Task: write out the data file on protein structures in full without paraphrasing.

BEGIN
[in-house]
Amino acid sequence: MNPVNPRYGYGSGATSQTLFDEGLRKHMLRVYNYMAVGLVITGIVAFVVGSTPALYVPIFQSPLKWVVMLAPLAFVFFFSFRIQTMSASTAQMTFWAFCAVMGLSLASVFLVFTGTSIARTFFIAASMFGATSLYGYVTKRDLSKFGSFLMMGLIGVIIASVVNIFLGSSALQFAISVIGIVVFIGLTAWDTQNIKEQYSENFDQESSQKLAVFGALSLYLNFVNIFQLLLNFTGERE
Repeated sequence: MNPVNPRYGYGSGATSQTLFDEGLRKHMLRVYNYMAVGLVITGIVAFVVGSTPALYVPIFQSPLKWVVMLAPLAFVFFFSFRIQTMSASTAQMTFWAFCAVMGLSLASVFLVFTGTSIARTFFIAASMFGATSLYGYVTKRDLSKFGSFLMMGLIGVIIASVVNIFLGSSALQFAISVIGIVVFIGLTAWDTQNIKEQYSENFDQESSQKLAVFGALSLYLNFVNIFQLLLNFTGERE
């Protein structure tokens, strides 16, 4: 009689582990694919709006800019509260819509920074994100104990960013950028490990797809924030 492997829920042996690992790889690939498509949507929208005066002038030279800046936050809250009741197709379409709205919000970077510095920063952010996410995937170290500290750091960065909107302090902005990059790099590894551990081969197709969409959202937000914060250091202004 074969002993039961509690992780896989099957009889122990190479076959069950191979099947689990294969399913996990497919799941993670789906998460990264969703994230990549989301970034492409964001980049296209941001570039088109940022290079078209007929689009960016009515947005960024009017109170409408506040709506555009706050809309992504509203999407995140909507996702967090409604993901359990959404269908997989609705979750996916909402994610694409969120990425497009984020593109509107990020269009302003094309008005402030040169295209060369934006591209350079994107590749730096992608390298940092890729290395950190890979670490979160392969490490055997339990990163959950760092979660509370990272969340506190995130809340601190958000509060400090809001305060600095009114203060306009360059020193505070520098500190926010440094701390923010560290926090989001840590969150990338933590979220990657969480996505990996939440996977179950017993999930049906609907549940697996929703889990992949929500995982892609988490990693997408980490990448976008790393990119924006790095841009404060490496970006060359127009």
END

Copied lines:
[in-house]
Amino acid sequence: MNPVNPRYGYGSGATSQTLFDEGLRKHMLRVYNYMAVGLVITGIVAFVVGSTPALYVPIFQSPLKWVVMLAPLAFVFFFSFRIQTMSASTAQMTFWAFCAVMGLSLASVFLVFTGTSIARTFFIAASMFGATSLYGYVTKRDLSKFGSFLMMGLIGVIIASVVNIFLGSSALQFAISVIGIVVFIGLTAWDTQNIKEQYSENFDQESSQKLAVFGALSLYLNFVNIFQLLLNFTGERE
Repeated sequence: MNPVNPRYGYGSGATSQTLFDEGLRKHMLRVYNYMAVGLVITGIVAFVVGSTPALYVPIFQSPLKWVVMLAPLAFVFFFSFRIQTMSASTAQMTFWAFCAVMGLSLASVFLVFTGTSIARTFFIAASMFGATSLYGYVTKRDLSKFGSFLMMGLIGVIIASVVNIFLGSSALQFAISVIGIVVFIGLTAWDTQNIKEQYSENFDQESSQKLAVFGALSLYLNFVNIFQLLLNFTGERE
């Protein structure tokens, strides 16, 4: 009689582990694919709006800019509260819509920074994100104990960013950028490990797809924030 492997829920042996690992790889690939498509949507929208005066002038030279800046936050809250009741197709379409709205919000970077510095920063952010996410995937170290500290750091960065909107302090902005990059790099590894551990081969197709969409959202937000914060250091202004 074969002993039961509690992780896989099957009889122990190479076959069950191979099947689990294969399913996990497919799941993670789906998460990264969703994230990549989301970034492409964001980049296209941001570039088109940022290079078209007929689009960016009515947005960024009017109170409408506040709506555009706050809309992504509203999407995140909507996702967090409604993901359990959404269908997989609705979750996916909402994610694409969120990425497009984020593109509107990020269009302003094309008005402030040169295209060369934006591209350079994107590749730096992608390298940092890729290395950190890979670490979160392969490490055997339990990163959950760092979660509370990272969340506190995130809340601190958000509060400090809001305060600095009114203060306009360059020193505070520098500190926010440094701390923010560290926090989001840590969150990338933590979220990657969480996505990996939440996977179950017993999930049906609907549940697996929703889990992949929500995982892609988490990693997408980490990448976008790393990119924006790095841009404060490496970006060359127009």